WASHINGTON — The 3-million member National Education Association filed an amicus brief in Carson v. Makin, arguing that Maine’s school funding program is constitutional. The American Federation of Teachers, Maine Education Association, Sanford Federation of Teachers AFT Local 377, and the Service Employees International Union joined the friend-of-the-court brief.
“Carson v. Makin is the latest in a series of radical lawsuits filed by powerful interests—like former Education Secretary Betsy DeVos and her anti-public education allies—to expand voucher programs across the nation. They are using the courts to privatize education because voters overwhelmingly oppose vouchers in their communities,” said NEA President Becky Pringle. “No court has ever concluded that states are required to provide public money for private school tuition with no strings attached to ensure education quality or prevent discrimination. Yet the petitioners and their backers seek such a ruling now.”
The petitioners in Carson are asking the Supreme Court to force Maine to pay for private education—even when private schools fail to meet education standards, intentionally discriminate against students, or promote religious training, worship, and instruction. Parents who prefer private schools, like the petitioners, can already send their children to private schools, including religious schools, at their own expense. But the petitioners want the Supreme Court to declare that Maine taxpayers are constitutionally required to foot the bill for their children’s private schools. States can, and should, be able to keep public money in schools that provide public education.
“There is a responsibility to provide great public schools for all students—no matter what they look like, where they’re from, where they live, or which language they speak,” said Grace Leavitt, a high school Spanish teacher who is serving as president of the Maine Education Association. “Improving public schools requires more money, not less, and public money should only be used to help public education. And vouchers are the exact opposite of what students need because they strip public schools of scarce funds and give them to private schools that are unaccountable to the public.”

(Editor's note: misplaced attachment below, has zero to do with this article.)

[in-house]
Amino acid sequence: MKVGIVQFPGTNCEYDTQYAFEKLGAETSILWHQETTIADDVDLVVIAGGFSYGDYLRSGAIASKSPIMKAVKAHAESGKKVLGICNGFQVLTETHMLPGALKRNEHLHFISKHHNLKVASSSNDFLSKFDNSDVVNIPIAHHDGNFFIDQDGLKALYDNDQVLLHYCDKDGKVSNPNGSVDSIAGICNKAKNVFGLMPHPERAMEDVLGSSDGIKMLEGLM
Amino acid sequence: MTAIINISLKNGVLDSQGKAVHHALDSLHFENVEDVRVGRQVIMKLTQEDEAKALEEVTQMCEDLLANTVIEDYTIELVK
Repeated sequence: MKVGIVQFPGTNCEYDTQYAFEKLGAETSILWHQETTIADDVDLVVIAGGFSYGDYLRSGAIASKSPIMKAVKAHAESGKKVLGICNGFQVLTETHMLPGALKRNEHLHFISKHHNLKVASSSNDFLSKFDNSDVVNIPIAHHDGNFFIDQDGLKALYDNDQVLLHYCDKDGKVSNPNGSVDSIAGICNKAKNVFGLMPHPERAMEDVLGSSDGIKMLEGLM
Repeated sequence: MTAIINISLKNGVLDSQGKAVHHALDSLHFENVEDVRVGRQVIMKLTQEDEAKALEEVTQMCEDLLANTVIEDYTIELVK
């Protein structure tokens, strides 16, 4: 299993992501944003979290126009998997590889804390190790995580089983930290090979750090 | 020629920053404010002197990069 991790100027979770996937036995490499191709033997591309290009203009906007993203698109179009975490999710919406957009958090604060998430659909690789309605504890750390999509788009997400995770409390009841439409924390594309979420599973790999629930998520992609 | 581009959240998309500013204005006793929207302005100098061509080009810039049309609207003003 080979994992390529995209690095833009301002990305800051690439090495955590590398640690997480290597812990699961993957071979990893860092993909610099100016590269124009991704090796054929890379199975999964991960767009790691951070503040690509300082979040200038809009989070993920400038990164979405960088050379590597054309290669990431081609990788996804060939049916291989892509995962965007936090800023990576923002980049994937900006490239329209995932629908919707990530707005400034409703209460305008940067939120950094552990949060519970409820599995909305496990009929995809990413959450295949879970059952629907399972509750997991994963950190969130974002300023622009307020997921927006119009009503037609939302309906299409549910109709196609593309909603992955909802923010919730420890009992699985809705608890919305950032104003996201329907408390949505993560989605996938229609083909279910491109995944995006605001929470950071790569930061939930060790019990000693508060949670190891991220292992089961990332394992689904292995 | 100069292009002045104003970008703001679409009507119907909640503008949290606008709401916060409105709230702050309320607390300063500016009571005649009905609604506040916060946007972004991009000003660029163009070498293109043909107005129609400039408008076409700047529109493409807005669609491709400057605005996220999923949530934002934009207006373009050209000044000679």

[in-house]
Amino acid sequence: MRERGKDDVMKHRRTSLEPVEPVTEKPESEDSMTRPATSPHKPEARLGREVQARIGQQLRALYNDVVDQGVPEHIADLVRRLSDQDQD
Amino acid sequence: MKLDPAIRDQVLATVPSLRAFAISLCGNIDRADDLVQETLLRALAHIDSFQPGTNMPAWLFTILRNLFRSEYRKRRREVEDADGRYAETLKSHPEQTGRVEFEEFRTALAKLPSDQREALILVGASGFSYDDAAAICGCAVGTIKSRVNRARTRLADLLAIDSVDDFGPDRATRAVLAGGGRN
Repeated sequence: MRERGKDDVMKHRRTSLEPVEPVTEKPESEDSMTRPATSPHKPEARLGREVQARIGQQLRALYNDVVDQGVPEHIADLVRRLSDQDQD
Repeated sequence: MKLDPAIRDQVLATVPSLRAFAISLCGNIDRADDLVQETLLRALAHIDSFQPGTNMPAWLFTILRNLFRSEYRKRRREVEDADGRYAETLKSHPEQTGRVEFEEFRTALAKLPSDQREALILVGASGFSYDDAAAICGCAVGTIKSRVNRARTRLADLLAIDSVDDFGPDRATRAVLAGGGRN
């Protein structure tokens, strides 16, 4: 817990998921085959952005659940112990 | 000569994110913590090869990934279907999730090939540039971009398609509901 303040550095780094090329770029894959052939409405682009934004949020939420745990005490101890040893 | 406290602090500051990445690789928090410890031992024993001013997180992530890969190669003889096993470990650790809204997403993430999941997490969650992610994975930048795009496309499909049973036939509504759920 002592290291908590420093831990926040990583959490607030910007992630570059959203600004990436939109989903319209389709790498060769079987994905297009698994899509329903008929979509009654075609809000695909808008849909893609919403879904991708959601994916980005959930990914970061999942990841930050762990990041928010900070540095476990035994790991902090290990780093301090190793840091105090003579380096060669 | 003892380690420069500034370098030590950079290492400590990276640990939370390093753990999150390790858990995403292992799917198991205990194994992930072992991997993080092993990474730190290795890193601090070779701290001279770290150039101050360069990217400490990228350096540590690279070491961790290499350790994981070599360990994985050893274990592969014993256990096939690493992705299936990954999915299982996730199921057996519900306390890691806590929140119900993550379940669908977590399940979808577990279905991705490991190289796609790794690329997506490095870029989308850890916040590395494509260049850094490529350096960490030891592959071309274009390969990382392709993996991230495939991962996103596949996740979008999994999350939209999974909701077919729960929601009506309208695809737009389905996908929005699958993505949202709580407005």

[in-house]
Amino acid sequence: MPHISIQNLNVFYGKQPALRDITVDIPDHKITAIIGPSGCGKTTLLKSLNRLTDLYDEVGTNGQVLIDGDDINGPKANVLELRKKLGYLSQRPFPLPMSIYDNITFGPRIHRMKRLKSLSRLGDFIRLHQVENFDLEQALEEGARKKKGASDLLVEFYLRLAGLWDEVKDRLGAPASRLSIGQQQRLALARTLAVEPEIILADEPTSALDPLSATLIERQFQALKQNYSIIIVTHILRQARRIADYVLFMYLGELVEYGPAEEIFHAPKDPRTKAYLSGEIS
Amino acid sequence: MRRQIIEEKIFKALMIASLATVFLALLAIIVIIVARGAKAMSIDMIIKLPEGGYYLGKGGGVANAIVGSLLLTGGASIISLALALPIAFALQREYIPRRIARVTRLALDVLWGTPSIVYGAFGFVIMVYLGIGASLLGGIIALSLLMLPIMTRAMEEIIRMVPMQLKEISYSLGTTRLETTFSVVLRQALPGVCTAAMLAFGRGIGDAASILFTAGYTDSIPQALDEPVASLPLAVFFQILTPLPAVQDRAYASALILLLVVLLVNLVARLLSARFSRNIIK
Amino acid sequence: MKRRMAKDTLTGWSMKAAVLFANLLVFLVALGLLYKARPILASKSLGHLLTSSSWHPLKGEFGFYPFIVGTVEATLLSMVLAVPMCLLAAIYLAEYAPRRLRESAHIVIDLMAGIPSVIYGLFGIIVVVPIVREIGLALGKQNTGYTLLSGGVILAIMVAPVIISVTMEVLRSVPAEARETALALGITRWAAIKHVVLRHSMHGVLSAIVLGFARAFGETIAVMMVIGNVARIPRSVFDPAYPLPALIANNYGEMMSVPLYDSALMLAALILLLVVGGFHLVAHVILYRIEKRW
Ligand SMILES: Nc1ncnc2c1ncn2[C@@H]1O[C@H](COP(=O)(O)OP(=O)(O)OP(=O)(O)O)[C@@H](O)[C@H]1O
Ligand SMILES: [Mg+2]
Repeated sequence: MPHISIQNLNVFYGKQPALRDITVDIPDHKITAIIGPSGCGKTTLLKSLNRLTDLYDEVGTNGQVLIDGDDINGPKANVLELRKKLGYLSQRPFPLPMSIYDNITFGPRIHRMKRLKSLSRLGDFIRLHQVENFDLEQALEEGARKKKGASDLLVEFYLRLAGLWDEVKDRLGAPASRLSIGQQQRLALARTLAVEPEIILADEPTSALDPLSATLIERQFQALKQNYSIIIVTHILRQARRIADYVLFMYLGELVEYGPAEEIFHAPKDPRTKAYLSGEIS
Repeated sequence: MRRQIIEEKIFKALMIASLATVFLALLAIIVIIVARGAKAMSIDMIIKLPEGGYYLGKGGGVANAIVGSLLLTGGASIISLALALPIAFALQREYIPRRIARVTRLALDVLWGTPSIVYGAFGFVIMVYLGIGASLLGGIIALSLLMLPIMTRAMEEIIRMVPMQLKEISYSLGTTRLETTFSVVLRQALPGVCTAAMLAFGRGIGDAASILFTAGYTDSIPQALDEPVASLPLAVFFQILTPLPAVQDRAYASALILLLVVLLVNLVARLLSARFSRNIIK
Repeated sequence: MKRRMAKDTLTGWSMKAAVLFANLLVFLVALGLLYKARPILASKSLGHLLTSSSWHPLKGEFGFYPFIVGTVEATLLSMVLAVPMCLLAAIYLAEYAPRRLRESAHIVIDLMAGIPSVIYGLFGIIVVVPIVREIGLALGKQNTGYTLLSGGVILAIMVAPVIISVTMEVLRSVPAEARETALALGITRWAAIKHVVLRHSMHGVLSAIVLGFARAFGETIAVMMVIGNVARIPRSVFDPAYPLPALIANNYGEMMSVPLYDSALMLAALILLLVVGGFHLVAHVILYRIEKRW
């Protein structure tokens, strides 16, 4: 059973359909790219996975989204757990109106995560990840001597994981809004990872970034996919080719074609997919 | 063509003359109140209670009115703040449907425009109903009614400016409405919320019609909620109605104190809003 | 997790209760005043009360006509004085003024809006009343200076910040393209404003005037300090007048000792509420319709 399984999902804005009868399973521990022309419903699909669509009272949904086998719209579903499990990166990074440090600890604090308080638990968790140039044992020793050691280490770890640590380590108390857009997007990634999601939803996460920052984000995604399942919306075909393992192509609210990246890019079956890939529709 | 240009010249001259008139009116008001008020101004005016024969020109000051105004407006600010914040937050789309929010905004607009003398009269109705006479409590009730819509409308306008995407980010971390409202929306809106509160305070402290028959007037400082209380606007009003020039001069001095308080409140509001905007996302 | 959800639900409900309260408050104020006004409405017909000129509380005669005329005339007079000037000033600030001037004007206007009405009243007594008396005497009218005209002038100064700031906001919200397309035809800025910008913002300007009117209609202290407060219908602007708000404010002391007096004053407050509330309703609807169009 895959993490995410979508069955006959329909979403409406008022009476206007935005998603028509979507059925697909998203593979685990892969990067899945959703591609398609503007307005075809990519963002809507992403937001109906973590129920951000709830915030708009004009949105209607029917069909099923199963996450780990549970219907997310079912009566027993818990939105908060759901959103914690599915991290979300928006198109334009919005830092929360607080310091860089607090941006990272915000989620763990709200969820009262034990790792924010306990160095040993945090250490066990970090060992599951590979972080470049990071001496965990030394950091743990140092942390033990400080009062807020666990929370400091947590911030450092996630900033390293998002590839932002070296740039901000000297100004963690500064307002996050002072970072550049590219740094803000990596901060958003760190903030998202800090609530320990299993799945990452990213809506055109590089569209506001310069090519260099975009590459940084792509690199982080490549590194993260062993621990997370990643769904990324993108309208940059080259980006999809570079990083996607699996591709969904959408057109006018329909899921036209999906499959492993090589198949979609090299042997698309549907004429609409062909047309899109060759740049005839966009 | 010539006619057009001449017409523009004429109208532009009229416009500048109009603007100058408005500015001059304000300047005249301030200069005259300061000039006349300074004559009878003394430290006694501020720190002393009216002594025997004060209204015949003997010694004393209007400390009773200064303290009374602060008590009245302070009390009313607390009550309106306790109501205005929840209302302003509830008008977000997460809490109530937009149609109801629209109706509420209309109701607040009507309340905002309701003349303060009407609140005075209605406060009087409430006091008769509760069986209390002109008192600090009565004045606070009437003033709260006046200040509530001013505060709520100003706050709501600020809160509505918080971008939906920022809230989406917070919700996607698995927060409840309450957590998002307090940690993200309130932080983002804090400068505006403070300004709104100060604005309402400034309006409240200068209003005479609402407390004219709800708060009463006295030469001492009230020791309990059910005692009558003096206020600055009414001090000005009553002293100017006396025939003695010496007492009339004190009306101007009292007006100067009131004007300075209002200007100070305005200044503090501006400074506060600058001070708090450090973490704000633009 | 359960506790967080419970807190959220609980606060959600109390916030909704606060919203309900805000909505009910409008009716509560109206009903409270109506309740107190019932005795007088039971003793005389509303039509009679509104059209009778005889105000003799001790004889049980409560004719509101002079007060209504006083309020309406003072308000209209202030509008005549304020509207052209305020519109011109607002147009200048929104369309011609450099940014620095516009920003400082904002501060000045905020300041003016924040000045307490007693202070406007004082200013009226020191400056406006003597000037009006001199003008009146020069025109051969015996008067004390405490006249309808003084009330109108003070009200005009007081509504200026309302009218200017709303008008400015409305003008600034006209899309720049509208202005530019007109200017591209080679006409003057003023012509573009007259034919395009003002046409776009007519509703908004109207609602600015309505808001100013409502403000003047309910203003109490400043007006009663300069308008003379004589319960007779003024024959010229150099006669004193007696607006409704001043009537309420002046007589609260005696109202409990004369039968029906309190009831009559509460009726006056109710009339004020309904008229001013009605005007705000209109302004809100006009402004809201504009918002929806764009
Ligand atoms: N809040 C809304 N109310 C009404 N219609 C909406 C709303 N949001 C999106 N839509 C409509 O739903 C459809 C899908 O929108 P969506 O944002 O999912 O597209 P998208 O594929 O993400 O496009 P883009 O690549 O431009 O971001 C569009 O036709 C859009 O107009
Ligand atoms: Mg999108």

NEA has consistently advocated for proven solutions for improving student outcomes in public education, like providing sufficient resources for neighborhood public schools so that students have inviting classrooms, a well-rounded curriculum, small class sizes, and access to health care, nutrition, and after-school programs for students who need them.
“Public schools remain one of our most powerful institutions for maintaining a democratic society and fostering common understanding among our people. The Supreme Court must not make a radical departure from our traditions and remove the wall between church and state,” added Pringle. “Doing so would radically transform public education and impose an education policy through judicial fiat that Americans have long rejected. The Supreme Court’s job is to interpret the Constitution, not invent doctrines to promote radical education policy outcomes. The Supreme Court justices should follow the six other federal courts that have upheld the Maine law at issue in Carson v. Makin and should decline to force Maine to fund private education.”
The Supreme Court is scheduled to hear oral argument in the case on Dec. 8.
Follow on Twitter at @NEAmedia, @BeckyPringle and @MaineEA
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The National Education Association is the nation’s largest professional employee organization, representing more than 3 million elementary and secondary teachers, higher education faculty, education support professionals, school administrators, retired educators, students preparing to become teachers, healthcare workers, and public employees. Learn more at www.nea.org.